A scene of dunes and marsh on Otter Island in the ACE Basin

Wildlife and Land Conservation

The ACE Basin is home to an abundance of plants and animals. SCDNR and partners use a wide variety of strategies to protect and maintain healthy, accessible and diverse natural and cultural resources for future generations.

A burned field on South Fenwick Island

Land Conservation

Much of the land within the Reserve has been protected by public entities for hunting, camping, and other recreational purposes. SCDNR puts regulations in place to limit visitors’ impact on the land and the species living amongst it.

Biologists also use various tools to improve visitors’ experiences and to create a healthier environment, including controlled burning. Fire can limit the chance of wildfires, make trails and other habitats more accessible, and help combat invasive species.

Wildlife Conservation

Wildlife conservation involves overseeing the interaction of animals, habitats, and humans. Biologists first conduct surveys to better understand if an animal population is healthy. They then use different methods to enhance resources, like food or space, to maintain these populations into the future.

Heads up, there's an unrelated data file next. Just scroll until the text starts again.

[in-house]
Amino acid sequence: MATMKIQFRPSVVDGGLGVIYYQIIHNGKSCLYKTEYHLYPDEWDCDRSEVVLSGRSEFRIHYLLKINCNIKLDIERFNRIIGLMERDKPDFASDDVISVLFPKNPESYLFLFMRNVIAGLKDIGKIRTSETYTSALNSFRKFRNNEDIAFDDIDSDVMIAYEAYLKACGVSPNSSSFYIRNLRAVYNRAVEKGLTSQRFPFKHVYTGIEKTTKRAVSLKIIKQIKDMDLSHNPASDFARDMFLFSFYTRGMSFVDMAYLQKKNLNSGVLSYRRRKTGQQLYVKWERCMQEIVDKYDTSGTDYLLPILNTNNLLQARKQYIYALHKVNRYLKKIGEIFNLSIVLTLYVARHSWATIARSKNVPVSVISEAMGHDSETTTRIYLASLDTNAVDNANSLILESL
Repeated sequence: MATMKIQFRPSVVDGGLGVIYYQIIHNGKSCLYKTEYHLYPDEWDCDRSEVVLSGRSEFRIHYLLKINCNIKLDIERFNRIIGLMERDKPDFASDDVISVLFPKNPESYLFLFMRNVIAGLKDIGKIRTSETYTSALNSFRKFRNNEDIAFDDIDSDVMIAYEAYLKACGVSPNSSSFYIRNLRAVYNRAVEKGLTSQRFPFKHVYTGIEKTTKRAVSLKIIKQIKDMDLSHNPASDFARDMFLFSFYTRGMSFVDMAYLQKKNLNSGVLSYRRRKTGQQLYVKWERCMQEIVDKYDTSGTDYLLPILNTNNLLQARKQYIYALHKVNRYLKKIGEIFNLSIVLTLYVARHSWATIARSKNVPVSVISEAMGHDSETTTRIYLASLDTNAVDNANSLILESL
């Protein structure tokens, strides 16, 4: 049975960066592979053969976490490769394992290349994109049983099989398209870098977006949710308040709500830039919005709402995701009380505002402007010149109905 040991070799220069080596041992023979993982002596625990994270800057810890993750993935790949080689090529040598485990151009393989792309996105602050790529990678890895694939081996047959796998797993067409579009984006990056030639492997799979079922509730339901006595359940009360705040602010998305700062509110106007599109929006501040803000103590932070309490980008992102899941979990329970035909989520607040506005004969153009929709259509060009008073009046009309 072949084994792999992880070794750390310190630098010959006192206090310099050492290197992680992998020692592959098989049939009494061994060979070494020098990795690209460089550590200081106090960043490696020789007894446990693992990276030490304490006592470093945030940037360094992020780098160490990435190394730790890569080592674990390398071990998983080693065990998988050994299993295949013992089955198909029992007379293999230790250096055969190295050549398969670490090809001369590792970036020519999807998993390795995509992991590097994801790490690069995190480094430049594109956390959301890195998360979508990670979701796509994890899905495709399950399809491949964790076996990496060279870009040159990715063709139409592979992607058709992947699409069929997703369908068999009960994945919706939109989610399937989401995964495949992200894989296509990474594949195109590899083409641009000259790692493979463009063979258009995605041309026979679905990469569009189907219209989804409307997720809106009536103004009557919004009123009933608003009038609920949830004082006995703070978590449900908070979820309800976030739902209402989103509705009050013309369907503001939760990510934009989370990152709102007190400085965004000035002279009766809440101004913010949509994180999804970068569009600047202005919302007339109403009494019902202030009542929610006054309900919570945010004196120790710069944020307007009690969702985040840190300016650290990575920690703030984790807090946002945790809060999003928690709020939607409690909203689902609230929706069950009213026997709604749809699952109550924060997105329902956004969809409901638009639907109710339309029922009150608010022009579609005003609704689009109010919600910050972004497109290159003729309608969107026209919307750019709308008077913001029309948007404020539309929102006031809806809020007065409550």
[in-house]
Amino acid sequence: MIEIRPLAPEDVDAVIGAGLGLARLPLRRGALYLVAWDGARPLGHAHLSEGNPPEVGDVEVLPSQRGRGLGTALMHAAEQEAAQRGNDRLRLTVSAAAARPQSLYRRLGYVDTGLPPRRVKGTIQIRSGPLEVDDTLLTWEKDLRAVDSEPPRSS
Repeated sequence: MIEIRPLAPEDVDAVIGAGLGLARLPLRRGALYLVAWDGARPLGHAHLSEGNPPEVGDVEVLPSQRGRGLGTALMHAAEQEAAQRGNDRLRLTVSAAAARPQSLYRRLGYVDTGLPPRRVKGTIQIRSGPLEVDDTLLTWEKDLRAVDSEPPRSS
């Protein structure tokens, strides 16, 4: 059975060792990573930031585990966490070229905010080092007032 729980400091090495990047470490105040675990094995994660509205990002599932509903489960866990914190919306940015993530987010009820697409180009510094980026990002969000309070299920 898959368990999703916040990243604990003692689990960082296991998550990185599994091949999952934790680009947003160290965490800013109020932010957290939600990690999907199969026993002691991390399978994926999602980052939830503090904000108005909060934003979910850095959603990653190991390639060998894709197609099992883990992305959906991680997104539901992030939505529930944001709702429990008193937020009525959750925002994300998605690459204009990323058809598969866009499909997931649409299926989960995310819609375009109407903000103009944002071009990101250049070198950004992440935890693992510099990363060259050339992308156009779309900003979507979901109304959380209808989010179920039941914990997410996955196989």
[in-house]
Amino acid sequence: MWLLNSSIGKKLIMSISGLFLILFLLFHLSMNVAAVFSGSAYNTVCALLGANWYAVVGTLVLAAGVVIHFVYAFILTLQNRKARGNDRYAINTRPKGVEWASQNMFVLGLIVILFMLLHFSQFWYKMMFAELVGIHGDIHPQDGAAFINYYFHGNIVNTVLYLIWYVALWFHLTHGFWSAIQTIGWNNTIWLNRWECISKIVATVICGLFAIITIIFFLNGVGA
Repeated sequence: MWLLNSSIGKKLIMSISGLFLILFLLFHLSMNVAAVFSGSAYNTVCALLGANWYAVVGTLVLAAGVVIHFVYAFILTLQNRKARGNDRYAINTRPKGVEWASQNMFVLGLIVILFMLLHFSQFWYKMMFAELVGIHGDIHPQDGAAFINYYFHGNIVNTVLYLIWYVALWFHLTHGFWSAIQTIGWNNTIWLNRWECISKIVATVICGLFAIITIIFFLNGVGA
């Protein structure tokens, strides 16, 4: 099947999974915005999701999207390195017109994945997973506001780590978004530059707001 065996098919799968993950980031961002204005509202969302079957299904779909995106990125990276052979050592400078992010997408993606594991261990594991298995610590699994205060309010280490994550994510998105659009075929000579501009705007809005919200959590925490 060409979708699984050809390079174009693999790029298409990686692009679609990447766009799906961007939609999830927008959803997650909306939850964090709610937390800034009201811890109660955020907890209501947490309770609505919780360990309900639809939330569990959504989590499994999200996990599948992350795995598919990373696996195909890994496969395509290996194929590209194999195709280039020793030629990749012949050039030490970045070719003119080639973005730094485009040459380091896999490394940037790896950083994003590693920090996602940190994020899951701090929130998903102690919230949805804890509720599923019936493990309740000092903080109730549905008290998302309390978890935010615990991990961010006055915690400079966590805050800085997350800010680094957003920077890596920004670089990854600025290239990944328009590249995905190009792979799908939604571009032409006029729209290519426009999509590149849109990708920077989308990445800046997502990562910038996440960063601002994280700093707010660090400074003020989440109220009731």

For example, SCDNR creates safe spaces for different nesting birds and sea turtles. They monitor the ACE Basin for destructive insects and other damaging species. In some cases, they even grow plants for deer and other wildlife to eat.

A wood duck box on Otter Island

Volunteers build a living shoreline in the marsh


Although the ACE Basin seems to be “untouched,” its landscape has changed over the course of history. It still faces many stressors, like sea level rise and coastal development. To combat some of these dangers, SCDNR and other partners work to build or restore areas back to their natural and more sustainable state.

Throughout the ACE Basin, projects can include building oyster reefs, planting salt marsh grass, or growing native wildflowers.

Check out restoration projects in other reserves